Just a few other words on 'Blue River.' Though it's not the flashiest of the Hibiscus we have planted (those are yet to come!), it's really become one of my favorites due to its elegant simplicity, yet extremely malleable appearance based on how you choose to shoot it ... Today I was trying for something a bit beyond mere 'representation,' and more along the lines of shadow play in the late afternoon sun. Given how these blooms were positioned today (mostly nodding down or to the side), I think I was able to get some interesting perspectives of what the light coming through the blooms can do to an otherwise quite plain colour. I particularly like the silhouettes of future blooms through the petals of the second flower, while the first shot somehow reminds me of the apex of a canopy or tent with sun peeking through....

Photos by IVG, taken 15, July 2007, late afternoon, no flash, no crop, organic and unadulterated in any way.

Sunday, July 15, 2007

Guest Post by Fernymoss: Leafscape III

This is the last of the first series of Leafscapes that Fernymoss was working on last week. He says the title of this shot is Dragon Skin, and that it makes him think of one of his favorite movie stars. Any ideas who he might be referring to? Drop a comment with your guesses (or positive IDs). I would say, by way of a hint, movie star doesn't necessarily have to be a human.

Photo courtesy of Fernymoss, taken 10 July, 2007.

Friday, July 13, 2007

Guest Post by Fernymoss: Leafscape II

Leafscape IIObviously a leaf, but what do you see?

Unleash your inner image maker and tell Fernymoss all about it in the comments, if you're so inclined ....

Detail of the underside of Elephant Ear 'Black Magic' taken on 10 July, 2007, by Fernymoss.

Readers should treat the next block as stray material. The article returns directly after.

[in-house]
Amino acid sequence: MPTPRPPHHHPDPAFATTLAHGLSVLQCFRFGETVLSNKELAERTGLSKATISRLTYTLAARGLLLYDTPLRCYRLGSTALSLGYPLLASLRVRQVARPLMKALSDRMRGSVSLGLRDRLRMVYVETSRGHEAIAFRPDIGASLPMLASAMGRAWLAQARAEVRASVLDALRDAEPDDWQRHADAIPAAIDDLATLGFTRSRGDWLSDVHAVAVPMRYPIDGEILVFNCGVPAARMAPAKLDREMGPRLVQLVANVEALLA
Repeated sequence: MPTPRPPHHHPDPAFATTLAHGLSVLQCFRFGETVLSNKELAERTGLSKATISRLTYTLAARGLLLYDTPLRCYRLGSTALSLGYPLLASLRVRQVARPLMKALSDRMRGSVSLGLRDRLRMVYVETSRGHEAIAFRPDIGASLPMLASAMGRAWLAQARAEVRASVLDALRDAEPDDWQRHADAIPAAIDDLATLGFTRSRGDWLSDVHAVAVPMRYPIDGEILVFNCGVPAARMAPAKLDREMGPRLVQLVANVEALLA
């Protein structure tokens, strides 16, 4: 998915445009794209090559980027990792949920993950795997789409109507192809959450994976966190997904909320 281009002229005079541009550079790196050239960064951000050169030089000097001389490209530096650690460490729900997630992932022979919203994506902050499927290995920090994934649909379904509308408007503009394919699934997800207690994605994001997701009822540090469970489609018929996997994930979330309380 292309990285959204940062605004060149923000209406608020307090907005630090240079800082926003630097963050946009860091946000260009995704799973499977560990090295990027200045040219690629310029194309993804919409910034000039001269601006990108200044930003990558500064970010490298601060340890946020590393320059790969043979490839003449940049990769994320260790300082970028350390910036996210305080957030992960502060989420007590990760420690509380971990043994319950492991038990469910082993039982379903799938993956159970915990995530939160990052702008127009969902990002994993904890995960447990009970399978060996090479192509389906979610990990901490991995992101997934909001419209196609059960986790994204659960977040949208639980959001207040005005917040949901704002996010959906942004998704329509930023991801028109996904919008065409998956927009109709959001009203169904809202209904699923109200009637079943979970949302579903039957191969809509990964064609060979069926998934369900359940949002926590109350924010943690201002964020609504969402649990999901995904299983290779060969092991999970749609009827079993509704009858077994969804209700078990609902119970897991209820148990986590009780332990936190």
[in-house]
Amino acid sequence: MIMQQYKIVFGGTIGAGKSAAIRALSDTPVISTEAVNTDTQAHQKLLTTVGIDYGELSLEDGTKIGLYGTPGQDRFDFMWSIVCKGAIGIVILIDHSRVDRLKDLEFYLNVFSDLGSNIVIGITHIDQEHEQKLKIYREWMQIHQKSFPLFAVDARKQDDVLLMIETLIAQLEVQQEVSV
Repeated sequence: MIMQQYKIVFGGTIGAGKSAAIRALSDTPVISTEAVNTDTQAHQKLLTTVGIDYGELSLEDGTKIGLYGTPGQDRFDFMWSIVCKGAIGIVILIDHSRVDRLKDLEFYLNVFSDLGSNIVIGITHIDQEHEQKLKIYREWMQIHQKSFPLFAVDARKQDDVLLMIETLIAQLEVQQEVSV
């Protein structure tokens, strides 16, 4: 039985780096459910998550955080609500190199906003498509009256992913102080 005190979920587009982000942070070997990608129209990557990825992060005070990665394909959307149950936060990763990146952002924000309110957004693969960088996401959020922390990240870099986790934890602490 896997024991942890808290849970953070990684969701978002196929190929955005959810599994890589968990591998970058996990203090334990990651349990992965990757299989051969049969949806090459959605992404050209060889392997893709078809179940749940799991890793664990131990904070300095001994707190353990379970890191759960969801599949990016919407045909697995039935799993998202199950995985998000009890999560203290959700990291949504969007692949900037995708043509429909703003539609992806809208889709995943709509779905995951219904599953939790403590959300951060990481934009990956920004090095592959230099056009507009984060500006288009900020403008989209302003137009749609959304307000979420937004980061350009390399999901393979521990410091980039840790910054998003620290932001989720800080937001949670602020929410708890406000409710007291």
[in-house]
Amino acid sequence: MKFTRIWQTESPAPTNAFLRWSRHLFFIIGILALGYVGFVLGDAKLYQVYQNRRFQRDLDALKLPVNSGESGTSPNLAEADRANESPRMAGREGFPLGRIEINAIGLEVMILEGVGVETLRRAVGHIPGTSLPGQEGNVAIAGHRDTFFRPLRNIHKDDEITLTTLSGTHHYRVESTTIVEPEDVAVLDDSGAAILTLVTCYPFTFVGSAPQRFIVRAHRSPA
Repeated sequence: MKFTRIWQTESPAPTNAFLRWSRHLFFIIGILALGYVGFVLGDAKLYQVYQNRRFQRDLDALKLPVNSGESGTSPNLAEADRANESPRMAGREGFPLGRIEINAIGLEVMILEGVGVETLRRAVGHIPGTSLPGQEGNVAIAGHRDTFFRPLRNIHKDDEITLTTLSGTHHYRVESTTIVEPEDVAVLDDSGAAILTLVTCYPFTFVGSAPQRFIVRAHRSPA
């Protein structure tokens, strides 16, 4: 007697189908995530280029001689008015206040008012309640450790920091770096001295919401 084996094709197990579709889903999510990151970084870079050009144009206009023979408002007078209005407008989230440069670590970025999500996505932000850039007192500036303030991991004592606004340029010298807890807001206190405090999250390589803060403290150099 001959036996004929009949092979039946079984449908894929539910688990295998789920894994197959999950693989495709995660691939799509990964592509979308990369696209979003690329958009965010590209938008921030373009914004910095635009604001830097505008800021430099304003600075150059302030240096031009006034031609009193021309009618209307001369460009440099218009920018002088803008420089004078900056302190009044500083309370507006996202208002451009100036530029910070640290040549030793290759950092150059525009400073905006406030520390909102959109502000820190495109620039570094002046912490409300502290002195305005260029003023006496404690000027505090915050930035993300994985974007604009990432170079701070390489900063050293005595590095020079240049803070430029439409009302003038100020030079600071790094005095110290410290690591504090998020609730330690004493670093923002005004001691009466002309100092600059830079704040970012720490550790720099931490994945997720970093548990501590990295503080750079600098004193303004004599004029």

We have one more in the current series to follow, the one Fernymoss says reminds him of "one of my favorite movie stars."

Thursday, July 12, 2007

Guest Post by Fernymoss: Leafscape I

Tonight we have a guest post by Fernymoss, who took this shot on 10 July, 2007. He was interested in catching Leafscapes on several of our more foliage intensive plants and this is one of his first examples, Elephant Ear, 'Black Magic' (Colocasia esculenta). He titled this one Plant Spirit Glyph, for reasons you'll have to ask him yourself. You'll be seeing a few more of these around here soon, so if you like Fernymoss's work, give him a shout out in the comments!

Wednesday, July 11, 2007

Erin Rachel Triple Slam

Just a quick update on the 'new girl' of the hibiscus clan, who was truly blooming her heart out yesterday (7/10/07). I wonder how often we'll actually be able to get such perfectly aligned shots of a multiple bloom, so of course Fernymoss had to capture this while it lasted. Today these were all drooping and getting ready to drop, however two new fresh ones popped open to take their places. Though I often sigh and lament about how fleeting hibiscus flowers are --since they last merely a day-- the good thing is they're such prolific bloomers that we quickly forget and look forward to what slightly different beauty will follow ....

And have I mentioned yet how much we are just loving this particular hibiscus? LOL
Photo by Fernymoss, taken with flash, 10 July, 2007.

Hanging Out At the Coreopsis Counter ...

Guest photo by Fernymoss ... 10 July, 2007.

S/He's baaaaaaaccckkk! Fernymoss wandered out for a while tonight with the camera and got some spectacular shots of Erin Rachel blooming in triplicate, as well as some more abstract leaf texture shots.. But the definite prize (to our surprise) was him finding our little friend the Praying Mantis back hanging out on the Coreopsis. We're thinking that at this point s/he's staking out territory back in this bed ... it will be interesting to see if s/he goes on up in the world when the Hibiscus moscheutos start blooming soon. I'm hoping that this little one now will take up residence and let us peek in on its life cycle (which of course we'd love to chronicle). If we can do it, you'll be sure to see more ....